#3 Focus time – We’ve launched a feature called Focus Time as part of Google Calendar in Google Workspace. Team members can now schedule focus time, which disables all notifications – they won’t get pinged with messages or emails during that time, and if someone tries to book over it, the meeting request gets automatically declined. (The feature is available to anyone, not just Googlers.)

#4 “Reset” days – we know everyone’s tired from everything they’ve been through in the pandemic. We’ve offered staff globally some days off to recharge their batteries. When nobody is working on the same day it means everyone can have a genuine break and not return to a pile of emails waiting to be actioned.

#5 Rethinking the office environment – we’ve done a lot of work to transform really large office spaces to make them multi-use and multi-purpose. Instead of rows of desks, we have been focusing on creating more team collaboration spaces and equipping those with the right technologies. We’re also organising offices so that Googlers can book a desk in advance and still be seated around their colleagues.

#6 New communication technologies – now that there will be a mix of people working remotely and in the office at any one time, we’re rethinking meeting spaces. Future immersive meeting spaces will put multiple displays around a room and give each person a ‘seat’ at the table, whether they’re physically present or working remotely. Google Meet hardware now supports continuous framing that allows cameras to zoom in on people’s faces automatically, so that remote participants can clearly see the facial expression and body language of speakers in the room.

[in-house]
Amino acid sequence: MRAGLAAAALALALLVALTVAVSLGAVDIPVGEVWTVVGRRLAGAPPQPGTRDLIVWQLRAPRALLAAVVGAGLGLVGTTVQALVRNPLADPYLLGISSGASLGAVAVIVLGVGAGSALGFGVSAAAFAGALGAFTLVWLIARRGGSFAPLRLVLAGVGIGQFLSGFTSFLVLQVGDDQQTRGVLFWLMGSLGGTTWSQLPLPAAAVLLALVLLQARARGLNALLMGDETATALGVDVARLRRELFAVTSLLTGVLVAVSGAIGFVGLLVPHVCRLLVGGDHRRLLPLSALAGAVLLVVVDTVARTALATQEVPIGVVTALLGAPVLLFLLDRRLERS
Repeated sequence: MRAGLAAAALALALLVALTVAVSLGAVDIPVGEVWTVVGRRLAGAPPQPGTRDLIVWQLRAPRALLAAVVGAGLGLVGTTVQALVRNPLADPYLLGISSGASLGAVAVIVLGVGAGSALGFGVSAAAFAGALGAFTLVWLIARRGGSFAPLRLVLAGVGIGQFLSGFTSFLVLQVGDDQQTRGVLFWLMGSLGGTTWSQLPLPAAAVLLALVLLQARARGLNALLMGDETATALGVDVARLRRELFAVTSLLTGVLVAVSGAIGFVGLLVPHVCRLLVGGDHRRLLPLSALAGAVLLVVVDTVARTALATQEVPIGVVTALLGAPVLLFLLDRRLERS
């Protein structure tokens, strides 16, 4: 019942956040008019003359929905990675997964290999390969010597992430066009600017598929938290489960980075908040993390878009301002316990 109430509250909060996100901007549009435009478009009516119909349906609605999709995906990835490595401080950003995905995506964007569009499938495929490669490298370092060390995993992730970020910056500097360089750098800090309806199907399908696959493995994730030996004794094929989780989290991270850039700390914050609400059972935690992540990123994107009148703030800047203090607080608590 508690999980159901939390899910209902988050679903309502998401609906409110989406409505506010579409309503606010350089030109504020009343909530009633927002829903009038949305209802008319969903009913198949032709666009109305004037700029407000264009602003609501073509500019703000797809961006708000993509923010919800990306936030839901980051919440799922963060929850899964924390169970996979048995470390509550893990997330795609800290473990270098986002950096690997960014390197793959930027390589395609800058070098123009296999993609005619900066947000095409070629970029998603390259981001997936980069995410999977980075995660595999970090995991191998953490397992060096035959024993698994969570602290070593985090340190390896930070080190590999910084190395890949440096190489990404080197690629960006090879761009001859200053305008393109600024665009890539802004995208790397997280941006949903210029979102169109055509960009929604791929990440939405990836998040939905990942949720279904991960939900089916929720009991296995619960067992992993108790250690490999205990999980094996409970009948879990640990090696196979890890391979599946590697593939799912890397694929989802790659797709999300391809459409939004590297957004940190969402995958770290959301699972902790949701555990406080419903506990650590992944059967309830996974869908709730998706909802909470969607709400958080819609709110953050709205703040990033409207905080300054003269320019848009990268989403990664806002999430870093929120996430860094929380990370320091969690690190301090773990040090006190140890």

#7 Work from any location four weeks a year – with greater flexibility comes greater demand to be able to not be tied to a home base. For people with families overseas, or who simply want to have a ‘hybrid holiday’ where they can take the family to a glorious location and dip in and out of work, Google is now giving Googlers the opportunity to work from anywhere up to four weeks of the year.

#8 Giving people modern collaboration tools – Smart canvas is the next evolution of Google Workspace, weaving collaboration deeper into every surface of Docs, Sheets and Slides. If a hybrid team is brainstorming together in a Doc, smart canvas lets them use @-mentions to view recommendations for related content, people, and meetings, all of it driven by Google AI. It also lets them automatically generate meeting note templates and easily insert checklists. If they decide to pivot from their on-screen brainstorm into a live meeting, they’ll soon be able to jump into a Google Meet right in the doc they’re working on. Smart Canvas is set for release in the first half of 2022.

#9 Being truly flexible – Most Googlers will spend three days in the office, but it’s up to the team manager to work out with their team members what the right balance is. The objective is around allowing team members to be able to focus on getting work done but also balance it with their own wellbeing. As part of this, we’re making it culturally acceptable and encouraged for Googlers to block out focus time in their calendars.

To organise an executive briefing on Google’s culture of innovation and future of the workplace, reach out to the Google account team in Australia